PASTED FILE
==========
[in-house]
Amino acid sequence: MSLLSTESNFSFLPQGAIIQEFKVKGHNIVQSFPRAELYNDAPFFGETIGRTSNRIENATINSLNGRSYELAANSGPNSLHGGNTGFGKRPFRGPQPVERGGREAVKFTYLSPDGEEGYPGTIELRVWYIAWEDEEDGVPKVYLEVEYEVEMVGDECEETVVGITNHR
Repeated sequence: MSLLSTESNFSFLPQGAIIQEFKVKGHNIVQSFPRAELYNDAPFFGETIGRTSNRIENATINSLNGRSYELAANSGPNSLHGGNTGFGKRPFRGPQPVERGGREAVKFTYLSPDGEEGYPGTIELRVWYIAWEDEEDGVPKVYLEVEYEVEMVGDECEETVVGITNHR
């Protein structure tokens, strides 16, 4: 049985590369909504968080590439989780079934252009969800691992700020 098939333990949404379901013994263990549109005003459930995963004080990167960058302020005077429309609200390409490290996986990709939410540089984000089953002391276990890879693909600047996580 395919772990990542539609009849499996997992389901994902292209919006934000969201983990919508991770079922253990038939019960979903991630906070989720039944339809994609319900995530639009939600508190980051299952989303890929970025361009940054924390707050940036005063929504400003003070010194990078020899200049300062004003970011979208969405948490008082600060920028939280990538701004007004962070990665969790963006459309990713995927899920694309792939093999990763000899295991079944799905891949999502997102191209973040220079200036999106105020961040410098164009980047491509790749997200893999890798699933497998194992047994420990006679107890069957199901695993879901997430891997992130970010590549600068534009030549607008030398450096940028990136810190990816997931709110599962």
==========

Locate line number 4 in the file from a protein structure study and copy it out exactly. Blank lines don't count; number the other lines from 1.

């Protein structure tokens, strides 16, 4: 049985590369909504968080590439989780079934252009969800691992700020 098939333990949404379901013994263990549109005003459930995963004080990167960058302020005077429309609200390409490290996986990709939410540089984000089953002391276990890879693909600047996580 395919772990990542539609009849499996997992389901994902292209919006934000969201983990919508991770079922253990038939019960979903991630906070989720039944339809994609319900995530639009939600508190980051299952989303890929970025361009940054924390707050940036005063929504400003003070010194990078020899200049300062004003970011979208969405948490008082600060920028939280990538701004007004962070990665969790963006459309990713995927899920694309792939093999990763000899295991079944799905891949999502997102191209973040220079200036999106105020961040410098164009980047491509790749997200893999890798699933497998194992047994420990006679107890069957199901695993879901997430891997992130970010590549600068534009030549607008030398450096940028990136810190990816997931709110599962």